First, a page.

Okja created a fair bit of buzz at Cannes recently, when it was revealed that it had been picked up by Netflix, resulting in boos from some of the snobby traditionalists that were present for its screening. Okja was written and directed by Bong Joon Ho, a Korean filmmaker who also wrote and directed one of my favourite movies of recent years, Snowpiercer. That movie failed to receive a UK release, despite starring Chris Evans in-between his Captain America/Avengers duties, so I’m more than happy if a movie that’s just a little bit different from the norm manages to find an audience through modern, ‘non-traditional’ routes.

And Okja certainly is a bit different. We’re first introduced to CEO of Mirando Corporation, Lucy Mirando (Tilda Swinton) who has ‘bred’ superpigs, in an effort to help with world hunger. 26 of these superpigs are being sent to farmers at various locations around the world and in 10 years time a competition is planned to determine who has raised the largest superpig. Lucy is clearly a bit strange (the perfect role for Tilda Swinton), and her company spokesperson, TV zoologist Johnny Wilcox (Jake Gyllenhaal) is even stranger. They’re determined to put a friendly, happy gloss over the fact that these animals have been genetically modified for slaughter and profit. So, time for us to get to know, and fall in love with one of them…

It’s now 10 years later and we’re with Mija, a young girl living in the mountains of Korea with her grandfather and Okja, the large hippo-like superpig who has become her close friend. They spend their time together out in the forest, with Okja helping to catch fish for dinner, and proving to be a faithful companion for Mija. And when disaster strikes, Okja even demonstrates the intelligence required to work out how to save Mija’s life. Okja is beautifully rendered in CGI, interacting perfectly with the surroundings and actors and is thoroughly convincing. It’s an enchanting and beautiful half hour or so – but we know it’s not going to last.

A small team from the Miranda Corporation arrives, along with Johnny Wilcox, who is just hugely annoying. They’re here to check up on how Okja is doing and, unbeknown to Mija, take her back to New York as the winner of the superpig contest. While Mija is in the forest with her grandfather she discovers what they’re planning and heads off to rescue Okja. What follows is an entertaining and thrilling chase to get Okja before she heads onto a plane. Mija is fearless and determined, a strong young heroine and probably the best thing about this movie. Along the way she is joined by the Animal Liberation Front, a young team that includes Steven Yeun, Paul Dano and Lily Collins. They know where Okja is headed and what her fate will be and they plan to stop it, with the help of Mija.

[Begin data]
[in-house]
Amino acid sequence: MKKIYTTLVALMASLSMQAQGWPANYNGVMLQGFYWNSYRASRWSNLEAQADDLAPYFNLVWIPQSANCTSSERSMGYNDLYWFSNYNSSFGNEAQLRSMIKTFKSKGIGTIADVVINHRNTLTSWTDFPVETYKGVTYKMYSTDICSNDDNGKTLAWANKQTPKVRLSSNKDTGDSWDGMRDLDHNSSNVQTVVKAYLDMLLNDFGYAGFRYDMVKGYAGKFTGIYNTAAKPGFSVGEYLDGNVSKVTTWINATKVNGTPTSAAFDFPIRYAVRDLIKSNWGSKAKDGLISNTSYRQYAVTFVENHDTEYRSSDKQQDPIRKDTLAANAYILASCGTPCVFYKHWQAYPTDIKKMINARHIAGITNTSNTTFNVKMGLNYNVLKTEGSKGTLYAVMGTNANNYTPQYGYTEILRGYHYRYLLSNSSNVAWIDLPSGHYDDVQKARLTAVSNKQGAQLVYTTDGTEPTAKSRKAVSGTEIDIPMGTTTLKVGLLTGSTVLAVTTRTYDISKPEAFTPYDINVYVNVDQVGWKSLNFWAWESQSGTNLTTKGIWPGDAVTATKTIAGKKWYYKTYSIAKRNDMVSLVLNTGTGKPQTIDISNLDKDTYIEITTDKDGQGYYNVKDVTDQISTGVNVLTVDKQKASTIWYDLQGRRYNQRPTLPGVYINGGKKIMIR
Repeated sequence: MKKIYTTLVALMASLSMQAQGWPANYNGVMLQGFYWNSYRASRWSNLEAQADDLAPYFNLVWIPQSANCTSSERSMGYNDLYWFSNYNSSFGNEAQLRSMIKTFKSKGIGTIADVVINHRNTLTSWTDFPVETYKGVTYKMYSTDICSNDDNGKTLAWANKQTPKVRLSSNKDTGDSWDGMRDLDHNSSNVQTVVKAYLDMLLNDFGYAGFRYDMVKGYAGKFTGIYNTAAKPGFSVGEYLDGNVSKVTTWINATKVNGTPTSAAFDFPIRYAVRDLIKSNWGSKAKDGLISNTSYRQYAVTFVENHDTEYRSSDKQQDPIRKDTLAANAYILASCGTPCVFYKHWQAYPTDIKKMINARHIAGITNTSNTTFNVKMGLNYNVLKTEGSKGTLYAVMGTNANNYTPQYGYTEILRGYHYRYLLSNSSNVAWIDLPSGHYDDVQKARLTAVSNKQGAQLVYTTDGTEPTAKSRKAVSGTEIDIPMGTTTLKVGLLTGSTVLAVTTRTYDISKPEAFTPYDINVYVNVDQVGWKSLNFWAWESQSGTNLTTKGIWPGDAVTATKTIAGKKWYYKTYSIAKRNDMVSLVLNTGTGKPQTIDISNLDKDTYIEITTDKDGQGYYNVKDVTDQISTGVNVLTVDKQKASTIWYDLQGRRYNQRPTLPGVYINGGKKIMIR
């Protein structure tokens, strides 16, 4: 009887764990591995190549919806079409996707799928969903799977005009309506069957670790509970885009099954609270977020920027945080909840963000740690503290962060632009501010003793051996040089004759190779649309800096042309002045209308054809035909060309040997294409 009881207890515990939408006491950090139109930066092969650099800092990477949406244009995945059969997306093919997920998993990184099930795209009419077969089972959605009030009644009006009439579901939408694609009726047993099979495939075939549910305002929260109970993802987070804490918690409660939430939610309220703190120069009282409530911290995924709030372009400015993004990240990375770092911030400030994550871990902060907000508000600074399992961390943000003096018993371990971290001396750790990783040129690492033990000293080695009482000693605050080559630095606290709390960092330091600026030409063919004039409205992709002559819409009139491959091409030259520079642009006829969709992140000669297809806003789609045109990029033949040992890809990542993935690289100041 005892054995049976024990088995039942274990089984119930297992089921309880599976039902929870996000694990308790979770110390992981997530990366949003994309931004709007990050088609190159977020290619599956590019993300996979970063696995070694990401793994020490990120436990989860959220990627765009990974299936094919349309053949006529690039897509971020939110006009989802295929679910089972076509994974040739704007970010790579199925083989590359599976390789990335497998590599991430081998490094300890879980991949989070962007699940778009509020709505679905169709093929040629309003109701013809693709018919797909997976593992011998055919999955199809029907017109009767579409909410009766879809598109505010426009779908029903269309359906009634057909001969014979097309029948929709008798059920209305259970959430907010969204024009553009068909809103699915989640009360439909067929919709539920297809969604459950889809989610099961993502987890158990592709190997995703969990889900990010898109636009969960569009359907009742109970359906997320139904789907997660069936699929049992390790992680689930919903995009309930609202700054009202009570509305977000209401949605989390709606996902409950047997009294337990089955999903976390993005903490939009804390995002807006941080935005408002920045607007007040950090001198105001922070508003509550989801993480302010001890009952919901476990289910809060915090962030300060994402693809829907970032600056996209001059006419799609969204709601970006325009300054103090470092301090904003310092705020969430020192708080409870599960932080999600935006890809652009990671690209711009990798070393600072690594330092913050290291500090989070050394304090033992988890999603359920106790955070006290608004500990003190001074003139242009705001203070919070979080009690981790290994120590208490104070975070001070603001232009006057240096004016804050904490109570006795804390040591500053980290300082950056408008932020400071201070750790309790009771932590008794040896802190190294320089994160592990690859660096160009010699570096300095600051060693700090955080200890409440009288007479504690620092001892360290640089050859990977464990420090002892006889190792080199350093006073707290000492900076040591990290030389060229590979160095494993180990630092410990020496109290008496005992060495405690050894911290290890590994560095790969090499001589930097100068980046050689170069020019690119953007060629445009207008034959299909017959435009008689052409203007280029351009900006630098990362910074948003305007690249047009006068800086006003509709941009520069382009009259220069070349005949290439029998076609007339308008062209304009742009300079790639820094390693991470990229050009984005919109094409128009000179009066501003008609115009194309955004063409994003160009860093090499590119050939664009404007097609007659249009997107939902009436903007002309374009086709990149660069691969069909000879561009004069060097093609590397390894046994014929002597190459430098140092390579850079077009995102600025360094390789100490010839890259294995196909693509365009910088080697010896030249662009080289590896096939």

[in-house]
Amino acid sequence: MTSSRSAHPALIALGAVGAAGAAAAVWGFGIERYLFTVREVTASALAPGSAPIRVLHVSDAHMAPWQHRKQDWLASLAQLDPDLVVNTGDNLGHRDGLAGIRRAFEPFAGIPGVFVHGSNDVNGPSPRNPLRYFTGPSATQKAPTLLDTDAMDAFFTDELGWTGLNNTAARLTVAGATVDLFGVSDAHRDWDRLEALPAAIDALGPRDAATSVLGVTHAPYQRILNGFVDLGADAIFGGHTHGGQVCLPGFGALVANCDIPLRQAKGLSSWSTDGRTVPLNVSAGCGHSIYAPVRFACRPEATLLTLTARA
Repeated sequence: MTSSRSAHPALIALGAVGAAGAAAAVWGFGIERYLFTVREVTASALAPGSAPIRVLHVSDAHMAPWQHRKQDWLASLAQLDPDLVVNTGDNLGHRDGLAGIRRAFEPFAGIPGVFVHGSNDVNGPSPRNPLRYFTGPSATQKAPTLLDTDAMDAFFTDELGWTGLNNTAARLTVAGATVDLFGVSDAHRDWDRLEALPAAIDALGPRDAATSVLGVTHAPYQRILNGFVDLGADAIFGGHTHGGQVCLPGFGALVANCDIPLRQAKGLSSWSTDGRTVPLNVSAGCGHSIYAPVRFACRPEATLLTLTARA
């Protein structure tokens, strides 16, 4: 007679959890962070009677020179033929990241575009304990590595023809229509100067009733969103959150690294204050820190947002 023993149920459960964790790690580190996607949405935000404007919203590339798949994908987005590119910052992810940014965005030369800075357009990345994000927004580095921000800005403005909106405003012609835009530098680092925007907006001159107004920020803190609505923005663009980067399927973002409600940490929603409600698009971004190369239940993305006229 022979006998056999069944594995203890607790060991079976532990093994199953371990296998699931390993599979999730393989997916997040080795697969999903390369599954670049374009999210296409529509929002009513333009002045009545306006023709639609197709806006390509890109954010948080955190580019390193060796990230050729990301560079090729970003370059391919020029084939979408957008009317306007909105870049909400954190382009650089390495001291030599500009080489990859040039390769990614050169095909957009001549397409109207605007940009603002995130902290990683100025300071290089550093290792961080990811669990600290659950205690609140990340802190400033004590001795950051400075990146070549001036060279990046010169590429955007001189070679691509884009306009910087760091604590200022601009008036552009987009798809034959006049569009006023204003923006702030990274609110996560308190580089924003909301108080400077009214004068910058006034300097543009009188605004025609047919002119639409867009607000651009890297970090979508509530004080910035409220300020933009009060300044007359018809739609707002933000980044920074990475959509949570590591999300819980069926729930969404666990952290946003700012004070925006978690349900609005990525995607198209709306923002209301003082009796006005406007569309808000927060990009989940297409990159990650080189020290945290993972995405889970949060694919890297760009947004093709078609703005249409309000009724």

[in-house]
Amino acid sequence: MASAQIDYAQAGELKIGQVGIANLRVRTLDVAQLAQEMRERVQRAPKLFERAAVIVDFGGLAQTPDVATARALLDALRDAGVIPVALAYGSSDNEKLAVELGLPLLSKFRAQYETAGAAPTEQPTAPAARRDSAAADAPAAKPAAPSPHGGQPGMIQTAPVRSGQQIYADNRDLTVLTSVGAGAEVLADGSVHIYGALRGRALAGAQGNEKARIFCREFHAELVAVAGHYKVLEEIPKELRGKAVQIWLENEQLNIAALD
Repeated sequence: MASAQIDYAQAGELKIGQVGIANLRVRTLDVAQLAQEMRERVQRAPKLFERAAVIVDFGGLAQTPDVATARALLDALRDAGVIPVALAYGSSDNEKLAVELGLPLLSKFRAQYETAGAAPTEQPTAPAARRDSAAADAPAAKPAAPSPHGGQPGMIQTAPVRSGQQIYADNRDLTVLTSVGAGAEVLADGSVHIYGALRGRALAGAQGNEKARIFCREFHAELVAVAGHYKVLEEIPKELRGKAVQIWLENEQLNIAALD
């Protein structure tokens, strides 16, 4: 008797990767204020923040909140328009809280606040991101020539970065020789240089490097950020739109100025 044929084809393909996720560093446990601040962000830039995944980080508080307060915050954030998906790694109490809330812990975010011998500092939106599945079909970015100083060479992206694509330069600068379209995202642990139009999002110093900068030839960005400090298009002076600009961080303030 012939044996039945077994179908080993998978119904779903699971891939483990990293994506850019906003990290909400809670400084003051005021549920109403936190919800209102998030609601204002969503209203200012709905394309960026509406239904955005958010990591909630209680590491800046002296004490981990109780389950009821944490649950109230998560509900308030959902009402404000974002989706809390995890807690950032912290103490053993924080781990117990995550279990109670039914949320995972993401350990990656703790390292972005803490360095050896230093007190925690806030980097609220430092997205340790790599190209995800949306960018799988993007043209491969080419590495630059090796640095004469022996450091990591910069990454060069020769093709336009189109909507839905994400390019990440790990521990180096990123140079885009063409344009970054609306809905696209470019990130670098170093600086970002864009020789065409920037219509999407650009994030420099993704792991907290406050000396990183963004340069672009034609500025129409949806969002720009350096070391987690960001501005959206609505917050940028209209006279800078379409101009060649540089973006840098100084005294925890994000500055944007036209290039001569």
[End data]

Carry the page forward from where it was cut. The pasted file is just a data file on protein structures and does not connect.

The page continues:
Much of Okja plays as though it should be a family movie and I wish that’s how they’d made it. With a large, friendly creature companion that needs to be rescued from the bad guys, much of this reminded me of the 2016 live action remake of Pete’s Dragon, which I enjoyed a lot. However, the final hour or so turns distinctly dark as we venture into the slaughterhouse and that, along with regular use of bad language, has given this movie a 15 certificate. It’s a strange variation of styles that just didn’t sit right with me overall. As mentioned before, Gyllenhaals character is seriously annoying and would have been much better suited as the wacky comic relief if this were a family movie. Tilda Swinton soon becomes boring too and it’s left to Mija and Okja to save the movie from becoming a total disaster.

Entertaining and enjoyable at times, but the wild variation of styles and characters just made the latter half of the movie drag.

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